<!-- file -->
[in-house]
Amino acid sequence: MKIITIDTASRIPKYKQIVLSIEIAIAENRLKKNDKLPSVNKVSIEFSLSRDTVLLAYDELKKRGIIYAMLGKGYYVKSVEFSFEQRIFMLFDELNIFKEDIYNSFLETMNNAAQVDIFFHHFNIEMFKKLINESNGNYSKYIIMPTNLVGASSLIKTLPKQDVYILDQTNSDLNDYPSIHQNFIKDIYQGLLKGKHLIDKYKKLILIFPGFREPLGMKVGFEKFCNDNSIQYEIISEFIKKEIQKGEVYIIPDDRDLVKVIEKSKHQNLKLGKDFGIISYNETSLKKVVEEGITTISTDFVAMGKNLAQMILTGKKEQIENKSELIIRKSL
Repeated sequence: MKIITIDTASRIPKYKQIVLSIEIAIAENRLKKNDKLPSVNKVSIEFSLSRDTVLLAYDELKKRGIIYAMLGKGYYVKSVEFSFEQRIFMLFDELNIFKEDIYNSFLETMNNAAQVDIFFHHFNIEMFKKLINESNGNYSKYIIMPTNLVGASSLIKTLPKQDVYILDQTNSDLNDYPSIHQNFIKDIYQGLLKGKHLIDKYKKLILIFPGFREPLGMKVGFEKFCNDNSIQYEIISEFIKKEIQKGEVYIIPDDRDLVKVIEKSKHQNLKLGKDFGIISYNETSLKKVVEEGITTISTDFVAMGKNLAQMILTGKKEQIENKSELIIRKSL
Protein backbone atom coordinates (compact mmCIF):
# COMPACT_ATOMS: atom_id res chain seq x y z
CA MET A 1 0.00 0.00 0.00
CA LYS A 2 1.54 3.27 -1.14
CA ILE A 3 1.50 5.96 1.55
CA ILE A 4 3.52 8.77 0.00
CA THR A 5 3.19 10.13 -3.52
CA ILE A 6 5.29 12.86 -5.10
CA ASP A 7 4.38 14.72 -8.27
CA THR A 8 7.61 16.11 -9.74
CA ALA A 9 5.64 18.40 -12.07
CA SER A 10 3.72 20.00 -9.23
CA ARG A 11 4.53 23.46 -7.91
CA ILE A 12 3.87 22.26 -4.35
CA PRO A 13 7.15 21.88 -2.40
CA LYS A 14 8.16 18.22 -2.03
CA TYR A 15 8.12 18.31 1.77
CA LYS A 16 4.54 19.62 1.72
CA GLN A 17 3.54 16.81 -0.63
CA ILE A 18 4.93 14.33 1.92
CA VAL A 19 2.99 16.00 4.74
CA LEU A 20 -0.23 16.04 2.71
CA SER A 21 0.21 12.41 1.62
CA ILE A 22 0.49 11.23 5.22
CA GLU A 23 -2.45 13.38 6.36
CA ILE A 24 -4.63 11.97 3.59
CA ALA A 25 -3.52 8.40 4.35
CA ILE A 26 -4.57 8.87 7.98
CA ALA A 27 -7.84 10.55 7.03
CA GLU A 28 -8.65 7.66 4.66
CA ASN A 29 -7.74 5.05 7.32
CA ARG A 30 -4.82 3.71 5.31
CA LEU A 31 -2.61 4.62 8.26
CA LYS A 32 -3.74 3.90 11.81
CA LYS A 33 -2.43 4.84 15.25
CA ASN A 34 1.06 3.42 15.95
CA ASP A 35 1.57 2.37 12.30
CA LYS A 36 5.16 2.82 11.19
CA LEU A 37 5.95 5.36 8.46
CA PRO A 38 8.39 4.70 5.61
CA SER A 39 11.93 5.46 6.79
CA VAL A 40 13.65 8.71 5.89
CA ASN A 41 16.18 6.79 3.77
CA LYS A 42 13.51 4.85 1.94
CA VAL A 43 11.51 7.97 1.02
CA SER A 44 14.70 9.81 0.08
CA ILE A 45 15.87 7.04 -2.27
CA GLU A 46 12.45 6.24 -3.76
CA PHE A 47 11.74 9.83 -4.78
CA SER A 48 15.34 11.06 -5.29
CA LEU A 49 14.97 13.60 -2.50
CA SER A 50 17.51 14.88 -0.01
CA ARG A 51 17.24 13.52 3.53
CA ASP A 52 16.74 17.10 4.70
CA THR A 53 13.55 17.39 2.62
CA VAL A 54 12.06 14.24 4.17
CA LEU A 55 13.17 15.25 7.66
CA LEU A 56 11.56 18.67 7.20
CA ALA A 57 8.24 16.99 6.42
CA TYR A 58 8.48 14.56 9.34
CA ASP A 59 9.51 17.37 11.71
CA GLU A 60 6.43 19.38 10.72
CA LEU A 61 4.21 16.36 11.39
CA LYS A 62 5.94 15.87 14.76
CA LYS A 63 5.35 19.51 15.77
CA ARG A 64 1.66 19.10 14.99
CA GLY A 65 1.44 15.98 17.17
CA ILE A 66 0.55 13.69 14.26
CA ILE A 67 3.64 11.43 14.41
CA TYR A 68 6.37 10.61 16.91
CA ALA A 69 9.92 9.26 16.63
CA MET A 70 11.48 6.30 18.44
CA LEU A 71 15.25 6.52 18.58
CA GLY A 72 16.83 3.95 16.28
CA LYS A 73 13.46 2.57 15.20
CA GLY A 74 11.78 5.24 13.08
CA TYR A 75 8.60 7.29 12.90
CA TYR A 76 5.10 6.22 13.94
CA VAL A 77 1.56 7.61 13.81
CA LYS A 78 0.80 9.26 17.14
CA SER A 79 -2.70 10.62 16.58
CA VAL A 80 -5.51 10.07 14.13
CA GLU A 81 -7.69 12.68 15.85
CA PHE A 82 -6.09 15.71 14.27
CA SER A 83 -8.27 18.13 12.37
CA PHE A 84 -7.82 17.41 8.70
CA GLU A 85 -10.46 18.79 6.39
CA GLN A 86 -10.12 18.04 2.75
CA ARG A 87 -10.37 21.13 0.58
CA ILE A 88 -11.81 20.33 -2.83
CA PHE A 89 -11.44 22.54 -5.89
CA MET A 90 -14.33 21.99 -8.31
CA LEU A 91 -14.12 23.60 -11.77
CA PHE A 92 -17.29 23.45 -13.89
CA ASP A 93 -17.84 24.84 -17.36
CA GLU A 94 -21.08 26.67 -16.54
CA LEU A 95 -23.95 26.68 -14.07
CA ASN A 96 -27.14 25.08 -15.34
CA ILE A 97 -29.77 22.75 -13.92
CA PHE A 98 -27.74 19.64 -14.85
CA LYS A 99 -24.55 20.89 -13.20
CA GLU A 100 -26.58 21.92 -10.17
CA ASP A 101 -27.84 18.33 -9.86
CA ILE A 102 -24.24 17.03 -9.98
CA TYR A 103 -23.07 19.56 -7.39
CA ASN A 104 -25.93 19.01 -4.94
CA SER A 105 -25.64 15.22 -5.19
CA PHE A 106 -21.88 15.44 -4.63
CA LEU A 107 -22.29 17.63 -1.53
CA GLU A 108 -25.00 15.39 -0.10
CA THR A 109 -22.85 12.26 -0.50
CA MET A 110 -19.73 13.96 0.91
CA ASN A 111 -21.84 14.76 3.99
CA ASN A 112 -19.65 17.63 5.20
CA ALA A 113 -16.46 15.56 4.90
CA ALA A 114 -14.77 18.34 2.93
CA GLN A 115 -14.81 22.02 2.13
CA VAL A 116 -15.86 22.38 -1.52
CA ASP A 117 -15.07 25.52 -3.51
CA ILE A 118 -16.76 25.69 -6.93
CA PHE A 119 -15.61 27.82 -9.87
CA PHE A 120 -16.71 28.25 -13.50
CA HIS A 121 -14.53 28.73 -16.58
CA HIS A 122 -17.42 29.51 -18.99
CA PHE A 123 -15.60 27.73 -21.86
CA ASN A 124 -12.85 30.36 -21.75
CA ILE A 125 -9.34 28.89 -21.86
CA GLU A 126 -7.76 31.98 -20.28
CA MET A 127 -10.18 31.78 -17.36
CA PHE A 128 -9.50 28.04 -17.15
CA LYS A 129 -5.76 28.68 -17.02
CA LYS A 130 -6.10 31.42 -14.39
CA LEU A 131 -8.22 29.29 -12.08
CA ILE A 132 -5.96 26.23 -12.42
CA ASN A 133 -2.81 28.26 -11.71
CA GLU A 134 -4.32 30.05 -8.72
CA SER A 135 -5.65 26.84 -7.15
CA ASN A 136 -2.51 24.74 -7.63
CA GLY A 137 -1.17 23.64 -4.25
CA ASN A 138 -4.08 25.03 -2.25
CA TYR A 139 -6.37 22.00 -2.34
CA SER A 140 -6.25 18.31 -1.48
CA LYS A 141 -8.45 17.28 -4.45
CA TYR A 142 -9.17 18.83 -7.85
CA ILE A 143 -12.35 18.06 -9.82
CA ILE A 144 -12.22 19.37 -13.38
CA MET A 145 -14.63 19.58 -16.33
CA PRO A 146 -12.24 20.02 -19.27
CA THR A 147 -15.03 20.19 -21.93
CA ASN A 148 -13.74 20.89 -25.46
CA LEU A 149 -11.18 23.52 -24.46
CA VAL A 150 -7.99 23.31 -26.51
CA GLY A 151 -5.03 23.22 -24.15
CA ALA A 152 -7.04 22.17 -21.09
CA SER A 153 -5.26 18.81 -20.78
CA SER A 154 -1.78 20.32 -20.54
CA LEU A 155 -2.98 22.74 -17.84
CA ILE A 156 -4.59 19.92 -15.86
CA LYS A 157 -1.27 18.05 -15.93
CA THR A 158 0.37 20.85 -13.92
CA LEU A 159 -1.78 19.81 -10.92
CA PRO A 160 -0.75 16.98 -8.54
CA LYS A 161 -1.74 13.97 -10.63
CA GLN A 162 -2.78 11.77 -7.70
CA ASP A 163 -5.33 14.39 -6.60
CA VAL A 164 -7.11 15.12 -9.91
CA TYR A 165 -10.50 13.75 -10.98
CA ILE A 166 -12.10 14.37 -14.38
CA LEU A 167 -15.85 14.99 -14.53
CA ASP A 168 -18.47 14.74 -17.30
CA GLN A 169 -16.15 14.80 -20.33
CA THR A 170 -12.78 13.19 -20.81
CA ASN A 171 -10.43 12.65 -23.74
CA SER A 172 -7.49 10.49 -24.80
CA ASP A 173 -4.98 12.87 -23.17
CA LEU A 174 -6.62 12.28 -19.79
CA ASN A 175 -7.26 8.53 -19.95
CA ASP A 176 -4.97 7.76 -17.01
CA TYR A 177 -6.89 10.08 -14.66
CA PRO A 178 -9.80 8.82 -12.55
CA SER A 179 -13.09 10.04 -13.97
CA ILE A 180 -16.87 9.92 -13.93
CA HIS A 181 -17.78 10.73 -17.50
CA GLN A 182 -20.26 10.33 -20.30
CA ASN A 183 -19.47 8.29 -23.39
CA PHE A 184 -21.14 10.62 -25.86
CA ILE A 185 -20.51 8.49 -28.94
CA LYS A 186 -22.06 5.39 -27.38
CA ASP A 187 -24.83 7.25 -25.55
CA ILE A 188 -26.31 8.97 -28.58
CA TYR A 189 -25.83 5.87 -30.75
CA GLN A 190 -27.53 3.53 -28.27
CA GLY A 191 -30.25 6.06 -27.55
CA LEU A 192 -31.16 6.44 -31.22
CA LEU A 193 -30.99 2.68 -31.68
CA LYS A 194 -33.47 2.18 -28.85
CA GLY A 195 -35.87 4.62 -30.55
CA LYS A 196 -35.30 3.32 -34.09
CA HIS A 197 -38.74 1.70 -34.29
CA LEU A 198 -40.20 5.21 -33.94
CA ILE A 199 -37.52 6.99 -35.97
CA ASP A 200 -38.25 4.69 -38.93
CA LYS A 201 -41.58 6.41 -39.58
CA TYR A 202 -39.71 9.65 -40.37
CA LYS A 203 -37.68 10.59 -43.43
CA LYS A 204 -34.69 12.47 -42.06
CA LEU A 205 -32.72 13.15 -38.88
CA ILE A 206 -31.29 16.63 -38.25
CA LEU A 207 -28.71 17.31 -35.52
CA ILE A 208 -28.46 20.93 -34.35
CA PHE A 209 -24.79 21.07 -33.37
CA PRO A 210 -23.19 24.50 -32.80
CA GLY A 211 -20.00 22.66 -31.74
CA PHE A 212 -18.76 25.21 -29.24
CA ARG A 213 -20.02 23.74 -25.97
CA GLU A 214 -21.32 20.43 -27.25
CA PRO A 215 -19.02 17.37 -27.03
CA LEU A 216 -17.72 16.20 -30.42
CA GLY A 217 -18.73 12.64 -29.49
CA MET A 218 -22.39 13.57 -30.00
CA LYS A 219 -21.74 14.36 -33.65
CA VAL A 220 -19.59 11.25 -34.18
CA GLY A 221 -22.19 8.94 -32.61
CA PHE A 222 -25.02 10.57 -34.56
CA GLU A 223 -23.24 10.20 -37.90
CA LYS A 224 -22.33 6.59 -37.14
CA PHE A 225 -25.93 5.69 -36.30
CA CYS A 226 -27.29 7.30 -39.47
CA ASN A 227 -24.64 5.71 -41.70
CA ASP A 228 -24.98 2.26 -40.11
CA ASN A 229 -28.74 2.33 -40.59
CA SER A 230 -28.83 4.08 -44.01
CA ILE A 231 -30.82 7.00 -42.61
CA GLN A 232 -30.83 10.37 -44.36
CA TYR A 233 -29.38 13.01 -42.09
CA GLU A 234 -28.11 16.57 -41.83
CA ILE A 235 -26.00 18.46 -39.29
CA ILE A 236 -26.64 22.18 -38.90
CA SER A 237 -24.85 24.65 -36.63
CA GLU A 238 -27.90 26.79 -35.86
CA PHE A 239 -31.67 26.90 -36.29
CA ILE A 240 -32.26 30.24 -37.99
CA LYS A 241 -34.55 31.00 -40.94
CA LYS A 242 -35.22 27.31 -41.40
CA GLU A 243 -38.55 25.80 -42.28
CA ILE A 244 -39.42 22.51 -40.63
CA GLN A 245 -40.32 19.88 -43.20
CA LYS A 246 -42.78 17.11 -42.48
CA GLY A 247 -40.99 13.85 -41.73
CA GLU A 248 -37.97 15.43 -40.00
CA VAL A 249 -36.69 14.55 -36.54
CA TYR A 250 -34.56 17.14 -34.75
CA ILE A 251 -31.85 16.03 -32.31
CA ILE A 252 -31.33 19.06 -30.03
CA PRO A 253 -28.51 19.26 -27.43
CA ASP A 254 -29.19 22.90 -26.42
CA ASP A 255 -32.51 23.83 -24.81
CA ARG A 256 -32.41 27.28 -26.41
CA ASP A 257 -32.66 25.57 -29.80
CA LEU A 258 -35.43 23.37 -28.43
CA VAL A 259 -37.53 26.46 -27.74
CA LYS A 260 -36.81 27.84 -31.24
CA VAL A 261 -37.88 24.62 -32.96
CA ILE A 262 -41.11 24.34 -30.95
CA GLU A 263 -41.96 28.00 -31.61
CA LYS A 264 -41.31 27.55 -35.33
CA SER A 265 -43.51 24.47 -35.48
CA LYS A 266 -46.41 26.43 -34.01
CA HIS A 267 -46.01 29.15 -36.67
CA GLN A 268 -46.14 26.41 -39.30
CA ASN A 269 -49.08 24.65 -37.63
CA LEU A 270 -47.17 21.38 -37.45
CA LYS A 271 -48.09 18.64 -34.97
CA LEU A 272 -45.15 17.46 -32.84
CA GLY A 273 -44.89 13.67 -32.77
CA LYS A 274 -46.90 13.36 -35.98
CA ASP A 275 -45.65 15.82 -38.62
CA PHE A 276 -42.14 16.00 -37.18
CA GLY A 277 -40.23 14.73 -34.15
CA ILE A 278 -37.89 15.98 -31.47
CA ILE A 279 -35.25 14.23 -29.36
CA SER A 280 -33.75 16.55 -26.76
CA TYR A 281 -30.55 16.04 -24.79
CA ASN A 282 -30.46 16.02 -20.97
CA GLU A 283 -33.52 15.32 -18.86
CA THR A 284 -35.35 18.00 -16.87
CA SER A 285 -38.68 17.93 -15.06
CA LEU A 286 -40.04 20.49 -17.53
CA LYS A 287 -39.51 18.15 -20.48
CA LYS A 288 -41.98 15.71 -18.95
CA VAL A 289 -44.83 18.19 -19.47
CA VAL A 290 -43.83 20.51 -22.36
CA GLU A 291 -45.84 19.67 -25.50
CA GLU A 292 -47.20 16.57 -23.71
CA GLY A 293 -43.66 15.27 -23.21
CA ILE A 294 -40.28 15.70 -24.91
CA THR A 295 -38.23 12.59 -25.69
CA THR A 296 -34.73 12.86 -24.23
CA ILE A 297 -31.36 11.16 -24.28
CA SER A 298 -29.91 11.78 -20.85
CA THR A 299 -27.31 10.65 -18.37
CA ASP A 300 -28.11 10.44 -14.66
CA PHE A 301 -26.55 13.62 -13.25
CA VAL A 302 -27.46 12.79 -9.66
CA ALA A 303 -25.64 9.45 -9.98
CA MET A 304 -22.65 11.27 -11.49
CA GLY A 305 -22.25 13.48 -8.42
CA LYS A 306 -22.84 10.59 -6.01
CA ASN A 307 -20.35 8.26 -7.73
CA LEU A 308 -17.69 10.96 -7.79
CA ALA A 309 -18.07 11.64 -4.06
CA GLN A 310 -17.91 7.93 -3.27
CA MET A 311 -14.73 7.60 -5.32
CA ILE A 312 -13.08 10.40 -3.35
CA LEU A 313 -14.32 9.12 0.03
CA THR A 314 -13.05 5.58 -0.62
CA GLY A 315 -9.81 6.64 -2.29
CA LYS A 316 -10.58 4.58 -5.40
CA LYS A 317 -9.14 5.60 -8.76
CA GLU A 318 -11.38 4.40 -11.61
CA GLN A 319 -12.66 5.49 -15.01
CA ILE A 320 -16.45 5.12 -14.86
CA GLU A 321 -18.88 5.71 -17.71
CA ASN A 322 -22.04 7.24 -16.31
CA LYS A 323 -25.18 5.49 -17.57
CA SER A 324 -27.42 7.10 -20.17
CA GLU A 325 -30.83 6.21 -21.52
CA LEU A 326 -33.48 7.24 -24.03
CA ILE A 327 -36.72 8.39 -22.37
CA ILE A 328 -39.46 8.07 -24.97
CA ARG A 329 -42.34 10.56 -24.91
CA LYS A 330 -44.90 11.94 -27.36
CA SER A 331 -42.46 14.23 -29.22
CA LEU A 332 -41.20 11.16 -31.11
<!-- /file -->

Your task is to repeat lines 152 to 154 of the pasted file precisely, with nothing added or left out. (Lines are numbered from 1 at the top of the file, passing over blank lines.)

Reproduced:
CA THR A 147 -15.03 20.19 -21.93
CA ASN A 148 -13.74 20.89 -25.46
CA LEU A 149 -11.18 23.52 -24.46